The manufacturer that gives you the most information about its product is usually the manufacturer you can trust.
Start by pulling everything out and making three piles: one for the things you use every week (laundry detergent, toilet paper, trash bags, paper towels), the second for things you use every once in a while (window cleaner, hardwood floor cleaner, stain and odor removers), and the third for things you can’t remember using and things that look caked on, rusted over or petrified beyond recognition.
Take a close look at the labels on the products in piles 1 and 2. Anything that you know to be toxic,move to pile 3. The items in pile 1 go back into the closet. Store products you only use now and then (pile 2) on an out-of-the-way shelf in the closet. And items in pile 3 get banished from the house forever — but do not dispose of them down the drain or in the garbage; your local department of public works can tell you how to safely dispose of these hazardous household wastes. After this exercise, you might find that you need to do some restocking to meet your cleaning needs with safe and natural products.
When you buy new cleaning products, look for those that list their ingredients on the label, and make sure those ingredients include no petroleum-based surfactants, chlorine or phosphates. Also look for the words “nontoxic” and “biodegradable.” A host of products now available in naturalfood stores and in many supermarkets are designed to clean as effectively as their petrochemical counterparts, but won’t pollute your home or the earth in the process.
If you use sponges to clean any part of your home, make sure they’re pure cellulose sponges that are not treated with a synthetic disinfectant. Most sponges sold in U.S. supermarkets these days are impregnated with triclosan or other synthetic disinfectants. Packaging that claims “kills odors” or “resists odors” makes these sponges easy to distinguish. In reality, a disinfectant-laden sponge is ineffective at sterilizing countertops or other surfaces; the disinfectant simply gives you a “germ-free” sponge. This, in and of itself, is not a bad thing.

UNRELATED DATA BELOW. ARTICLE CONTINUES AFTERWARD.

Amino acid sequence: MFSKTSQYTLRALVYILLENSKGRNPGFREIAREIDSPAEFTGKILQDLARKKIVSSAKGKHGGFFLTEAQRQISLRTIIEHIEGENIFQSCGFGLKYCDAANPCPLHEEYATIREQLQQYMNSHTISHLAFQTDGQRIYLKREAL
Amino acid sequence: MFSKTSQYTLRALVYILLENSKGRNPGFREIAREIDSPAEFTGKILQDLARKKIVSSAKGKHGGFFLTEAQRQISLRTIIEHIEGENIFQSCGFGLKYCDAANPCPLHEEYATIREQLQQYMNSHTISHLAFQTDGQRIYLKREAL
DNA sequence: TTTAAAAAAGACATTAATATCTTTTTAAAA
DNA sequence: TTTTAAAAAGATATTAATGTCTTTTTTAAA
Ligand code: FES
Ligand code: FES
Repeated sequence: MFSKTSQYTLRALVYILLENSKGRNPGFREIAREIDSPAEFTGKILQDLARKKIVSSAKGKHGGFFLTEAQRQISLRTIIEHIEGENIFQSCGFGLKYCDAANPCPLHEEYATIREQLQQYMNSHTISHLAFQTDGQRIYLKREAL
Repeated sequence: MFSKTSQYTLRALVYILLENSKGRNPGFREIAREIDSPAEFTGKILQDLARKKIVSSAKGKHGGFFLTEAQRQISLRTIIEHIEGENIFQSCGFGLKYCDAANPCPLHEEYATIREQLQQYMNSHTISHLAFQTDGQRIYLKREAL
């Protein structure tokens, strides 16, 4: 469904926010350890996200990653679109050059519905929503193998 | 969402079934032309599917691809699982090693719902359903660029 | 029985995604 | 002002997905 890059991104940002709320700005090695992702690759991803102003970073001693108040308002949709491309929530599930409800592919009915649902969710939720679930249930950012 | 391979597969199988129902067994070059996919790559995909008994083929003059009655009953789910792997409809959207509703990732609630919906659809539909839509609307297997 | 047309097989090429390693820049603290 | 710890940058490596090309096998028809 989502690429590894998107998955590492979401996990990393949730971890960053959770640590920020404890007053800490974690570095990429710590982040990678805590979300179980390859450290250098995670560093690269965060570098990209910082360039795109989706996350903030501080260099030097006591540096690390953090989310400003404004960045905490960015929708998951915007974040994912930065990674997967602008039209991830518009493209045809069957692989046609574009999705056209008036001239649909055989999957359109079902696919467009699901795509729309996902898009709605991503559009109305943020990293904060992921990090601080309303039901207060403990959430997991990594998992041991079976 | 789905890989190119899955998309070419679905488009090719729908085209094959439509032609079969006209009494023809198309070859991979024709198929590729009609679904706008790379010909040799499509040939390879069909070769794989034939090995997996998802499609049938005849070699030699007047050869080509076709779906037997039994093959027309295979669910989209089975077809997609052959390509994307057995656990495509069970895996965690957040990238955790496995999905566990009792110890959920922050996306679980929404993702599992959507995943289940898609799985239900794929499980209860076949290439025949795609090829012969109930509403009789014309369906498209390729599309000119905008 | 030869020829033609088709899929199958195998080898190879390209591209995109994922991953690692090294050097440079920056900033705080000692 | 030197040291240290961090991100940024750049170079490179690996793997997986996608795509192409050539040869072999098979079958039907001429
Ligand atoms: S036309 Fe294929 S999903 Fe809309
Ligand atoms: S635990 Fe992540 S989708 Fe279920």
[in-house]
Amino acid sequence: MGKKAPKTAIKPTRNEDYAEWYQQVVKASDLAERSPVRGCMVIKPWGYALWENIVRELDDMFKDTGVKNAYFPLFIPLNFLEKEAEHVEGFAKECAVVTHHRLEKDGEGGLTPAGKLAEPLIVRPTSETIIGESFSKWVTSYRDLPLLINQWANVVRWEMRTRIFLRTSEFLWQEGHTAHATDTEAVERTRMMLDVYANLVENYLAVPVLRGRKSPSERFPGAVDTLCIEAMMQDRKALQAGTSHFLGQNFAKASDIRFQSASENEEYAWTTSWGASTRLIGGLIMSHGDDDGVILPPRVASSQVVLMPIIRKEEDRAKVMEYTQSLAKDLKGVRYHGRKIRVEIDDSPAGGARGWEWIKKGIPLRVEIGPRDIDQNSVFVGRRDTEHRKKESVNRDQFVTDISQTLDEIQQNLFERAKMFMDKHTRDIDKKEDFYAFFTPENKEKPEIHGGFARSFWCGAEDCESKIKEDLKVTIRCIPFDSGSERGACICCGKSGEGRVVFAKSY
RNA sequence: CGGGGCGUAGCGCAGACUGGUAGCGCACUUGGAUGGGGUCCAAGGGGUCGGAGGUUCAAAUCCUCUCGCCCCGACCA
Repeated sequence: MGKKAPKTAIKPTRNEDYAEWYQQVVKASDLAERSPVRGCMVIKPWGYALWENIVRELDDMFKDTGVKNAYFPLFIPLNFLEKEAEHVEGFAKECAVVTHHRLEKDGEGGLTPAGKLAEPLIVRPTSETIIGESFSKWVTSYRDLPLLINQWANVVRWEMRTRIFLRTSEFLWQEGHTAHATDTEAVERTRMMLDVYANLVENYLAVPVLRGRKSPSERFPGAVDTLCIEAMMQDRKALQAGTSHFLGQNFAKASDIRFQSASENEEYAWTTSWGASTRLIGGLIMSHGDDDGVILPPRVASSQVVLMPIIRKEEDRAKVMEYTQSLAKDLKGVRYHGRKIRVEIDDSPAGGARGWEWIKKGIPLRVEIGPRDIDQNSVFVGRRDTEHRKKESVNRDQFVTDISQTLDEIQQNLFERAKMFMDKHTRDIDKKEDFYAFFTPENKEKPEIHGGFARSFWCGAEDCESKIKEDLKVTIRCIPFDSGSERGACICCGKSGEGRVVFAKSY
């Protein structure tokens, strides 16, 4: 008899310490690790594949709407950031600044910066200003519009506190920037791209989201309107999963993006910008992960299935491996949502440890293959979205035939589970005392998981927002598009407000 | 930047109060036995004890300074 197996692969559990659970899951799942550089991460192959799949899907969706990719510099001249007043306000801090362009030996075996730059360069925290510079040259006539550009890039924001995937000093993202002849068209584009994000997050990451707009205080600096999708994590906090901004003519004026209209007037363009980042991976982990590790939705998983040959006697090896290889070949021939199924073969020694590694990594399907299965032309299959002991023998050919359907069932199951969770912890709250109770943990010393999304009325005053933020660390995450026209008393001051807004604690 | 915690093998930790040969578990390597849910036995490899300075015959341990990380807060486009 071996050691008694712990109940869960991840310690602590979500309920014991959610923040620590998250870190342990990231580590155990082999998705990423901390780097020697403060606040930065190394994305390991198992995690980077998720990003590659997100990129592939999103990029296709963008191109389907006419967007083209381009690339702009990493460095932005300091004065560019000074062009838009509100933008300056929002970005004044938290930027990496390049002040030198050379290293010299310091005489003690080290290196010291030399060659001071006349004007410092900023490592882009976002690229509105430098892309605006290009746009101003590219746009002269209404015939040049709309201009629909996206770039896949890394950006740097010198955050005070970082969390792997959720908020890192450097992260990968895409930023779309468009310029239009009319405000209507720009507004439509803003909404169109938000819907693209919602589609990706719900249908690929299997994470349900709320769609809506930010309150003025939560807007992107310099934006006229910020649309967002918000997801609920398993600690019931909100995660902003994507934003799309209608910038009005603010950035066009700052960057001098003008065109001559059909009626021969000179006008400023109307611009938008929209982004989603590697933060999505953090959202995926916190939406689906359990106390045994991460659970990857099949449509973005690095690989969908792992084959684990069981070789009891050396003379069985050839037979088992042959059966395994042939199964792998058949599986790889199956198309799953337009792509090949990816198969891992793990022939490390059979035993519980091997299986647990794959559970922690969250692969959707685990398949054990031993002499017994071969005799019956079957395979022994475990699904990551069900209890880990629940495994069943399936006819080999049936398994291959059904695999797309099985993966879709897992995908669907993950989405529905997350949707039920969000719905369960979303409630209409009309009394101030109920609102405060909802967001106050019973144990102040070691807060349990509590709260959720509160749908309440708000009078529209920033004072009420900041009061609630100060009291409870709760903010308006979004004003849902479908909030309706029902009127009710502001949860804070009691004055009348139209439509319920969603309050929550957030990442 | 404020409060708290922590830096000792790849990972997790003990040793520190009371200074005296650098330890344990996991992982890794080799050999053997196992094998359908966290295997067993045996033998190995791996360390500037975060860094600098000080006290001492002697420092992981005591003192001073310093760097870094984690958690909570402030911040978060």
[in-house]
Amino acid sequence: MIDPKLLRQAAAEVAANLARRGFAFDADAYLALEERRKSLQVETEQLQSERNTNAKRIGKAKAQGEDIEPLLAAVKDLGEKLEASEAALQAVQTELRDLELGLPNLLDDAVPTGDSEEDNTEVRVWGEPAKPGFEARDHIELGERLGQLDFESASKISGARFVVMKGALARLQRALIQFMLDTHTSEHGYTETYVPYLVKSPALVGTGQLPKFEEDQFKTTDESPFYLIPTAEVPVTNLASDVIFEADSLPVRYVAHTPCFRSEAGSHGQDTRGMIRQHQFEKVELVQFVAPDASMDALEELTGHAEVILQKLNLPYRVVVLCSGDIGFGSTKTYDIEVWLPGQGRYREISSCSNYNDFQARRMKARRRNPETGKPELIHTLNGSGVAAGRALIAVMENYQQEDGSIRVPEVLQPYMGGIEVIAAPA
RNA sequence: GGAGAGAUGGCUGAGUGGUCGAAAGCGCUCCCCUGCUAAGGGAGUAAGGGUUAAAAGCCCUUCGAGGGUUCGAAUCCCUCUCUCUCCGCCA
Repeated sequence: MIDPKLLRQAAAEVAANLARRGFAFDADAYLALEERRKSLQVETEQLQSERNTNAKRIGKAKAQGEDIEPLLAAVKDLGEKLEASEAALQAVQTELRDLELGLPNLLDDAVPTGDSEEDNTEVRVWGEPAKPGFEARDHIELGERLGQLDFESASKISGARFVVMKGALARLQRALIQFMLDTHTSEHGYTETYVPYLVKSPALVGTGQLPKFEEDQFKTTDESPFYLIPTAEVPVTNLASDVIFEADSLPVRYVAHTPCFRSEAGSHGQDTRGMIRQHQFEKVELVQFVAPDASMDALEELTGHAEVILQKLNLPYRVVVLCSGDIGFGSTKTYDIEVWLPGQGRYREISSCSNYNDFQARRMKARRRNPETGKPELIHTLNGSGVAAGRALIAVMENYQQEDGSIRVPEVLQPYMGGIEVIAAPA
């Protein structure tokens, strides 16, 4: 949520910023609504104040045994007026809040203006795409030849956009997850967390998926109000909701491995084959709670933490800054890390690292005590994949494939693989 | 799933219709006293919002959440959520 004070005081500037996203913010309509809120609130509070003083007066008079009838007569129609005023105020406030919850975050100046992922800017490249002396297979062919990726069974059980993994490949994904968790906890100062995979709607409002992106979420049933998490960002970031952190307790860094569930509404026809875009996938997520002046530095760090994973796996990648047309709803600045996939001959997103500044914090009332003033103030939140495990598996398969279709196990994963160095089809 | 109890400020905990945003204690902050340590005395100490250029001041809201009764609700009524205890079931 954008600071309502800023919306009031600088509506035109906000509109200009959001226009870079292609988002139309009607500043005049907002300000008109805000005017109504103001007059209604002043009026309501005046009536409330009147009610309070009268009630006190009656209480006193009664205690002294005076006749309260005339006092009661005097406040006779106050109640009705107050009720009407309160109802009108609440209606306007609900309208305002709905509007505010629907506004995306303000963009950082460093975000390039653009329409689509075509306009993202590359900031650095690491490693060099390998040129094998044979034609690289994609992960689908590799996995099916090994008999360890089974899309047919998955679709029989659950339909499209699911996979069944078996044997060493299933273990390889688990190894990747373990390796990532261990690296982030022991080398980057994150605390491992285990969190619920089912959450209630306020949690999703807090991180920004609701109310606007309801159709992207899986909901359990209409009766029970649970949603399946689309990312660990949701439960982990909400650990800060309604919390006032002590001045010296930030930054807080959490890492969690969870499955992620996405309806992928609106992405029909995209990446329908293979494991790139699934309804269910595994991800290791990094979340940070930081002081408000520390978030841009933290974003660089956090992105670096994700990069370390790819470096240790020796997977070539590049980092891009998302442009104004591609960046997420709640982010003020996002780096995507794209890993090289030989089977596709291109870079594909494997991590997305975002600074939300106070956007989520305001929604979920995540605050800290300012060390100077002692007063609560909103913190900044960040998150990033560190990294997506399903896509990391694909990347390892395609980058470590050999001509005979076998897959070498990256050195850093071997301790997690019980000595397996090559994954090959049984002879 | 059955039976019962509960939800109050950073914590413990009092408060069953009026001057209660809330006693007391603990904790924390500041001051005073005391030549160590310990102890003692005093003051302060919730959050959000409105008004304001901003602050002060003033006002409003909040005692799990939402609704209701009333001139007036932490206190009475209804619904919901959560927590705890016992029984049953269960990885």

Sponges by nature are perfect breeding grounds for germs, since they are a moist, warm habitat and come into close and frequent contact with bacteria when wiping up spills, meat juices, etc. However, the disinfectants used in these sponges may help contribute to the evolution of drugresistant “super” germs. It’s easy to keep a pure cellulose sponge germfree by boiling it in a pot of water for three to five minutes, tossing it in the top rack of the dishwasher, or microwaving it on high for one minute. Pure cellulose sponges can be found in natural-food stores and hardware stores.
Homemade Natural Cleaning Solutions: Nontoxic recipes for effective cleaners.
Furniture Polish: Mix 1 teaspoon of lemon juice in 1 pint of mineral or vegetable oil. Apply a small amount to a clean cotton cloth and wipe wooden parts of furniture.
Rug Deodorizer: Deodorize dry carpets by sprinkling liberally with baking soda. Wait at least 15 minutes and vacuum. Repeat if necessary.
Mothballs: Use cedar chips or a sachet with any or all of the following: lavender flowers, rosemary, mint, white peppercorns.
Whitening Scouring Powder: Combine 1 cup baking soda, 2 teaspoons cream of tartar, 1/8 cup borax, 1/4 cup grated lemon, orange or grapefruit peel and mix well. Scrub using a damp sponge.
Glass Cleaner: Combine 1 1/2 cups vinegar, 1/2 cup water and 8 drops citrus essential oil in a spray bottle and shake well. Spray and wipe with a dry cloth or towel.